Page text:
Switching from gasoline or corn-based biofuels to cellulosic ethanol–made from the stalks and stems of plants–could have more health and environmental benefits than previously recognized, according to a study of different types of transportation fuels.
The environmental and health costs associated with cellulosic ethanol are less than half those of gasoline and of corn ethanol, the study found.
The analysis looked at the impacts of cellulosic and corn-based biofuels and of gasoline. It accounted for many possible impacts, including those from the energy used in refineries, the pollutants pumped out of car tailpipes, and the consequences of cultivating corn or other plants used to make biofuel.
This is the first study to focus not just on the environmental impacts of fuels, which have already been the subject of considerable scrutiny and debate, but also on the consequences for human health. Air pollutants emitted as a result of fuel production and consumption can cause breathing problems and aggravate asthma, and have been linked to premature death.
“We wanted to see which fuels are in the best interests of society to develop,” says Jason Hill, a resident fellow in the University of Minnesota’s Institute on the Environment and the lead author of the study, which was published online in the Proceedings of the National Academy of Sciences on February 2.
Cellulosic ethanol was the clear winner in the analysis. Switching to cellulosic ethanol from gasoline could significantly reduce the amount of pollutants emitted during fuel production and consumption, Hill and his colleagues found. Ethanol burns more cleanly than gasoline, and crops cultivated to produce biofuel also absorb carbon dioxide. Cellulosic ethanol is a better alternative to corn ethanol because it requires less fertilizer than corn ethanol to produce, and there’s no energy required for heat at biorefineries. Biorefineries that produce cellulosic ethanol actually generate excess electricity by burning lignin.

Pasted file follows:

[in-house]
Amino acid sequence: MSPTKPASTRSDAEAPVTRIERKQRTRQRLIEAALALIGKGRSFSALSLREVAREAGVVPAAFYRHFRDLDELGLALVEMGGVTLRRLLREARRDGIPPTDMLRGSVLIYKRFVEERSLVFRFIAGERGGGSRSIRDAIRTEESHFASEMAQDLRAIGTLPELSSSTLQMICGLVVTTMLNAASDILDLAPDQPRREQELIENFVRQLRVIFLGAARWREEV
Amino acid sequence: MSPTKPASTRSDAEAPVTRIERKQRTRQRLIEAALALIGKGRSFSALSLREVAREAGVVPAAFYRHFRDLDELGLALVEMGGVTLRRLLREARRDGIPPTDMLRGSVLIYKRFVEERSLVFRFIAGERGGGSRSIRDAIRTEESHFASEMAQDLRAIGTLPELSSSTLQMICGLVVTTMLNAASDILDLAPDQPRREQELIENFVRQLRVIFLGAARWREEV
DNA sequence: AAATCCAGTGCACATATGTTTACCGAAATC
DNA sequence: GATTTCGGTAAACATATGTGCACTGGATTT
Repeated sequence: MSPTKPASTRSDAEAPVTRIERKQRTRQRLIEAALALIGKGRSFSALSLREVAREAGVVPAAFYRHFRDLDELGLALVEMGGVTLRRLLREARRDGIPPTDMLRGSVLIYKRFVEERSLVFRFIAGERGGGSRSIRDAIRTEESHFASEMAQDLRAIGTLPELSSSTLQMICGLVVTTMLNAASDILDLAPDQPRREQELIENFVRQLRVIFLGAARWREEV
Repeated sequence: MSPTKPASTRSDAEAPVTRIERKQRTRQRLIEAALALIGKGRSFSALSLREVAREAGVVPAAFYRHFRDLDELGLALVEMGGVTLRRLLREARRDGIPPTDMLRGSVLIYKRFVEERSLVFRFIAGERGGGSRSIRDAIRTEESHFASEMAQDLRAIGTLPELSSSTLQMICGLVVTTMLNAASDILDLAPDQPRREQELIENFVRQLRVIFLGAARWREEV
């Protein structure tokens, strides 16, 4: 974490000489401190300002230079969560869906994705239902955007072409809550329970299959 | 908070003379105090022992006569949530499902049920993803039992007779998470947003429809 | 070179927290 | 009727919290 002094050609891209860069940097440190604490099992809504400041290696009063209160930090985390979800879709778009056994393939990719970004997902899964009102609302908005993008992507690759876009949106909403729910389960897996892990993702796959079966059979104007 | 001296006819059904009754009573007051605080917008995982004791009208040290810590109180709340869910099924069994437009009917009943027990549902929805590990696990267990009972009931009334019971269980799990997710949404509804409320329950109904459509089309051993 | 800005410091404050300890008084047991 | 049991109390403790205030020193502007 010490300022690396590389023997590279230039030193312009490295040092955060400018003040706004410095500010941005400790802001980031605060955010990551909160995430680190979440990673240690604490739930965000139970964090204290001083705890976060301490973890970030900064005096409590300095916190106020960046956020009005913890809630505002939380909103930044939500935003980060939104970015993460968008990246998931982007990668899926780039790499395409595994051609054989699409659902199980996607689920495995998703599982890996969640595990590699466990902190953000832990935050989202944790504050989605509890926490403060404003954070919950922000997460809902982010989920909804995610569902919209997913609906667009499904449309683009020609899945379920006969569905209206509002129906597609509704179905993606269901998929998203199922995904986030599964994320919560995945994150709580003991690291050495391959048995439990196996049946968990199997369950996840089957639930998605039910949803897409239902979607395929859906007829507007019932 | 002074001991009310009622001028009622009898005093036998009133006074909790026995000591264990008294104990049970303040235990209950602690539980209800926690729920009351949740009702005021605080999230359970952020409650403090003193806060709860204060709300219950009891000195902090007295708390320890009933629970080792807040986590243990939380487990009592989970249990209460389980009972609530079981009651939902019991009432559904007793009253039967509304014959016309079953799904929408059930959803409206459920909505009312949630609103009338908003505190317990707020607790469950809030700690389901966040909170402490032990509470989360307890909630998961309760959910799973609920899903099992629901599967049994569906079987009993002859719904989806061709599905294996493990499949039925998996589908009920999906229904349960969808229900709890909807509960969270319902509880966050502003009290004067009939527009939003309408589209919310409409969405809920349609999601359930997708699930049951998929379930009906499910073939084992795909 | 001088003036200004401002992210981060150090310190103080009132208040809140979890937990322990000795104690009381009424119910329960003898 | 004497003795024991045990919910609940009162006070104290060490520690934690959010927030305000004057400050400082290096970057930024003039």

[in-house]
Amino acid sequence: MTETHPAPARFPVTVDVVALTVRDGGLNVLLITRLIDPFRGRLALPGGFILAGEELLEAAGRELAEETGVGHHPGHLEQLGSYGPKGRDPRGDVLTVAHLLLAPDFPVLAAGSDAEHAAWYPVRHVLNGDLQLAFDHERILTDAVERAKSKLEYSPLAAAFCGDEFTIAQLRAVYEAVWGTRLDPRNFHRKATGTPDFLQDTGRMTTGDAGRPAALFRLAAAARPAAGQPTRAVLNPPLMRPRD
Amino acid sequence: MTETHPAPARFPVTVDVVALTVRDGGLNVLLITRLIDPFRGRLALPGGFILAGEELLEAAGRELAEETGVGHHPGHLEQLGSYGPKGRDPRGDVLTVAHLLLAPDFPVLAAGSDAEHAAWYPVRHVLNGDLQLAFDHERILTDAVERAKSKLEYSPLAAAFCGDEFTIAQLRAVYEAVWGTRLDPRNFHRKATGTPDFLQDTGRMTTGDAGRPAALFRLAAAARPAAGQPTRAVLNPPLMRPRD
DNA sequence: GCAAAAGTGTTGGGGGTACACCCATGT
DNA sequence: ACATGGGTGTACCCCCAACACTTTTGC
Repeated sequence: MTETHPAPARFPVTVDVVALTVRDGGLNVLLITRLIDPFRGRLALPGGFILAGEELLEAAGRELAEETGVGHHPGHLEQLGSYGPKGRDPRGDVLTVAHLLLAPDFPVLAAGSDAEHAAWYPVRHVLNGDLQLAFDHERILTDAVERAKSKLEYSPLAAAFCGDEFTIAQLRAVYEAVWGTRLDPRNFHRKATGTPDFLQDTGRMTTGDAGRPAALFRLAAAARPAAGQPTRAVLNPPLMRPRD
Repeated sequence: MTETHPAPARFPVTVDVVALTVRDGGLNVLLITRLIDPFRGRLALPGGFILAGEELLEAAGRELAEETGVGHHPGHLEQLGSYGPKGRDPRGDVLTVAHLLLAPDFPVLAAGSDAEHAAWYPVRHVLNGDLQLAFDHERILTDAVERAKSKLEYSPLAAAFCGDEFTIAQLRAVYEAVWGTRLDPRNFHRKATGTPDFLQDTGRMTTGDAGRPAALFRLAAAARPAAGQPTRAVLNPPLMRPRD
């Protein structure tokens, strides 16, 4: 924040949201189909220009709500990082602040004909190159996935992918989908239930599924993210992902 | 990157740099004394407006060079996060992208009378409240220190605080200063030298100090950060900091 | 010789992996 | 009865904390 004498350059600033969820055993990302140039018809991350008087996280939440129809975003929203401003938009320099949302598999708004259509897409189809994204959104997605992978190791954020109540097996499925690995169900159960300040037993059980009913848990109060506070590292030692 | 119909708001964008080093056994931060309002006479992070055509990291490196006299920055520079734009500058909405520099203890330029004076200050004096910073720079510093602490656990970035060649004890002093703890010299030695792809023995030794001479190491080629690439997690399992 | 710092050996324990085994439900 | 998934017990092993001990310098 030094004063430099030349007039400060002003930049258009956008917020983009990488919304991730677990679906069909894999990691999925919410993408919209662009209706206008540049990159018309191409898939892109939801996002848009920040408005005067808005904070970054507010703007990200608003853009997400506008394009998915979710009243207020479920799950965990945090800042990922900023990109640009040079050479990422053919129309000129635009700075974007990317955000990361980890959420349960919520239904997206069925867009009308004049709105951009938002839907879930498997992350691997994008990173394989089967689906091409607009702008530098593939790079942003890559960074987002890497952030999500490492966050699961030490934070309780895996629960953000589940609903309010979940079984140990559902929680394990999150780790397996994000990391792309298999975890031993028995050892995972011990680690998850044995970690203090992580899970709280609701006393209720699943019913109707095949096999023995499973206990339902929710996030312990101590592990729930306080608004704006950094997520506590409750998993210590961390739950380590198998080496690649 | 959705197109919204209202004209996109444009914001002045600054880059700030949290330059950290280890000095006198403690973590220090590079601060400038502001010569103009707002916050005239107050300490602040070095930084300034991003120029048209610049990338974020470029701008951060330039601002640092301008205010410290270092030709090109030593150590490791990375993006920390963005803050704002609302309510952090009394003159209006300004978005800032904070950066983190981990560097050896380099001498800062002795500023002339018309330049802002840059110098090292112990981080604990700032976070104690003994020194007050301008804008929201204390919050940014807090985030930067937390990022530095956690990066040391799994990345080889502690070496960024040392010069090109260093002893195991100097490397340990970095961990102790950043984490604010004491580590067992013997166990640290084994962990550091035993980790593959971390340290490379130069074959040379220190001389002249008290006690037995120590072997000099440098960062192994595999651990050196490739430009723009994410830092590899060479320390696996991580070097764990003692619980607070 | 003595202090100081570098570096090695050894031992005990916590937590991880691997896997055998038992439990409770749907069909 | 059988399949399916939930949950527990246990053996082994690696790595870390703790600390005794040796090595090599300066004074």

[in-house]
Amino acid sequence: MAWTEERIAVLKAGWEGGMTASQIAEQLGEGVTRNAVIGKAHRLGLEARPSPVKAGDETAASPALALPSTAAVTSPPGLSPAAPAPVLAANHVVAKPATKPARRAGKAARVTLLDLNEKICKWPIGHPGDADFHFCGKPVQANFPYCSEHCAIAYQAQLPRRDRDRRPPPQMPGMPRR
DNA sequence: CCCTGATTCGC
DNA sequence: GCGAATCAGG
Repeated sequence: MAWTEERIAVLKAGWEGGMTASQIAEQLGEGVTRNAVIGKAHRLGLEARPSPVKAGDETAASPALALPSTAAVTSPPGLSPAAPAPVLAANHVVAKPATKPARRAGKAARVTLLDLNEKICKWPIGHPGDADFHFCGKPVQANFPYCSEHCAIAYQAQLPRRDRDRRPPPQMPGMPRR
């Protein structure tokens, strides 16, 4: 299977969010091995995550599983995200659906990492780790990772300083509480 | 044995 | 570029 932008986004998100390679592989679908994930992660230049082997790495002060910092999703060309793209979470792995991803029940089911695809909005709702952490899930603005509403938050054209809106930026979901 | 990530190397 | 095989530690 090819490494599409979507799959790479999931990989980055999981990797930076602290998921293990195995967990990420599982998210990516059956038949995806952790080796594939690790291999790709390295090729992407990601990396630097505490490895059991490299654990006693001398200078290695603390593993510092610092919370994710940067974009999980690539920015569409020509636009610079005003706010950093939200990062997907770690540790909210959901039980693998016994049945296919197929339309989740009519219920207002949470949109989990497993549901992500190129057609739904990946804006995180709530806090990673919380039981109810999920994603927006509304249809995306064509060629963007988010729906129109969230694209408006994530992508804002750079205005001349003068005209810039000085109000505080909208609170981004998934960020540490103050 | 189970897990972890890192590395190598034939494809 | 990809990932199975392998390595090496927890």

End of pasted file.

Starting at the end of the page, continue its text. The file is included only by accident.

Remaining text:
Biofuel produced from corn grains has environmental and health costs that are equal or greater than those of gasoline, depending on whether natural gas, coal, or corn stover is used to generate heat during the production process, the study found.
The findings aren’t unexpected, according to Roger Sedjo, a senior fellow with Resources for the Future, a nonprofit group that conducts independent research on environmental, energy, and natural-resource issues. But he adds that they are “interesting and important.”
Lester Lave, a Carnegie Mellon University professor who has written extensively on energy economics, lauds Hill and his colleagues for their efforts to quantify fuel impacts. “It’s a brave paper,” he says. “It does as good a job as you can do at this stage.”
To estimate the environmental and health costs of fuel production and consumption, Hill and his colleagues focused on the two most harmful emissions: fine particulate matter, which can aggravate lung diseases and has been linked to heart attacks in people with heart problems, and greenhouse gases. They used an analysis from the U.S. EPA to monetize the health impacts of fine particulate matter, including lost work days, hospital visits, and early deaths. They also used independent estimates of carbon mitigation costs, carbon market prices, and the social cost of carbon to calculate the cost of greenhouse gases.